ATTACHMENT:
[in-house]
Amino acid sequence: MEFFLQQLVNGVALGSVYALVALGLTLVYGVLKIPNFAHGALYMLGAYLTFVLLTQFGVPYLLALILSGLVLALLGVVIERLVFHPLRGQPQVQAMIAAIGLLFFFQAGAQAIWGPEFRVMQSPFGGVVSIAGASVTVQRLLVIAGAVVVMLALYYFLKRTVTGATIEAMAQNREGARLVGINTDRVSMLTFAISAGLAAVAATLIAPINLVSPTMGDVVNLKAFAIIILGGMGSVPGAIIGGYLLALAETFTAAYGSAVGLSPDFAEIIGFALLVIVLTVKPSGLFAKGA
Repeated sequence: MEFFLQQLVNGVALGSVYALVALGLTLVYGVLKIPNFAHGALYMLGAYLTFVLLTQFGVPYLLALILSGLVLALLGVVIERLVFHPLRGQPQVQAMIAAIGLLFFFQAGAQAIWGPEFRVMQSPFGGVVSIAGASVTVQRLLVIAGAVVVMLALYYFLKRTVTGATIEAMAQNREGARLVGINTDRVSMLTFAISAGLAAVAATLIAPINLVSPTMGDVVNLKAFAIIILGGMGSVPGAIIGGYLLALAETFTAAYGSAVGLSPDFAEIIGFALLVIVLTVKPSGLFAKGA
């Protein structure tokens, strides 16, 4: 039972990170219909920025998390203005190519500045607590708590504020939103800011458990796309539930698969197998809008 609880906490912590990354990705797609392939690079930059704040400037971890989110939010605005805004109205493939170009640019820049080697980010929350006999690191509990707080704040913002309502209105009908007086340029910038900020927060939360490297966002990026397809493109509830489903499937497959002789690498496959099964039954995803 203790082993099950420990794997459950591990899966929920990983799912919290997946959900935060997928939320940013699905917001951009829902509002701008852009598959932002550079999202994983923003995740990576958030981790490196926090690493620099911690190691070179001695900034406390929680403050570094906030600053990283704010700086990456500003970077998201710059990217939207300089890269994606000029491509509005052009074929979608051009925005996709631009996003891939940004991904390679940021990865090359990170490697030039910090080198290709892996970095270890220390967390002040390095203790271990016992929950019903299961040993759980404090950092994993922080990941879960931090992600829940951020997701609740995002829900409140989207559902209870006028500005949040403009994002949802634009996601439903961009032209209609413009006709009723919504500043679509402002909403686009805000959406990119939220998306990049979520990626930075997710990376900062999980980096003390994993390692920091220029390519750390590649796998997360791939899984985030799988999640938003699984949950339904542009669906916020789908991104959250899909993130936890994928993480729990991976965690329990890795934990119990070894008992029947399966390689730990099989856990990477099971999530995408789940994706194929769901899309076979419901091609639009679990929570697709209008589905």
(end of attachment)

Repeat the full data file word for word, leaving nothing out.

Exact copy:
[in-house]
Amino acid sequence: MEFFLQQLVNGVALGSVYALVALGLTLVYGVLKIPNFAHGALYMLGAYLTFVLLTQFGVPYLLALILSGLVLALLGVVIERLVFHPLRGQPQVQAMIAAIGLLFFFQAGAQAIWGPEFRVMQSPFGGVVSIAGASVTVQRLLVIAGAVVVMLALYYFLKRTVTGATIEAMAQNREGARLVGINTDRVSMLTFAISAGLAAVAATLIAPINLVSPTMGDVVNLKAFAIIILGGMGSVPGAIIGGYLLALAETFTAAYGSAVGLSPDFAEIIGFALLVIVLTVKPSGLFAKGA
Repeated sequence: MEFFLQQLVNGVALGSVYALVALGLTLVYGVLKIPNFAHGALYMLGAYLTFVLLTQFGVPYLLALILSGLVLALLGVVIERLVFHPLRGQPQVQAMIAAIGLLFFFQAGAQAIWGPEFRVMQSPFGGVVSIAGASVTVQRLLVIAGAVVVMLALYYFLKRTVTGATIEAMAQNREGARLVGINTDRVSMLTFAISAGLAAVAATLIAPINLVSPTMGDVVNLKAFAIIILGGMGSVPGAIIGGYLLALAETFTAAYGSAVGLSPDFAEIIGFALLVIVLTVKPSGLFAKGA
């Protein structure tokens, strides 16, 4: 039972990170219909920025998390203005190519500045607590708590504020939103800011458990796309539930698969197998809008 609880906490912590990354990705797609392939690079930059704040400037971890989110939010605005805004109205493939170009640019820049080697980010929350006999690191509990707080704040913002309502209105009908007086340029910038900020927060939360490297966002990026397809493109509830489903499937497959002789690498496959099964039954995803 203790082993099950420990794997459950591990899966929920990983799912919290997946959900935060997928939320940013699905917001951009829902509002701008852009598959932002550079999202994983923003995740990576958030981790490196926090690493620099911690190691070179001695900034406390929680403050570094906030600053990283704010700086990456500003970077998201710059990217939207300089890269994606000029491509509005052009074929979608051009925005996709631009996003891939940004991904390679940021990865090359990170490697030039910090080198290709892996970095270890220390967390002040390095203790271990016992929950019903299961040993759980404090950092994993922080990941879960931090992600829940951020997701609740995002829900409140989207559902209870006028500005949040403009994002949802634009996601439903961009032209209609413009006709009723919504500043679509402002909403686009805000959406990119939220998306990049979520990626930075997710990376900062999980980096003390994993390692920091220029390519750390590649796998997360791939899984985030799988999640938003699984949950339904542009669906916020789908991104959250899909993130936890994928993480729990991976965690329990890795934990119990070894008992029947399966390689730990099989856990990477099971999530995408789940994706194929769901899309076979419901091609639009679990929570697709209008589905």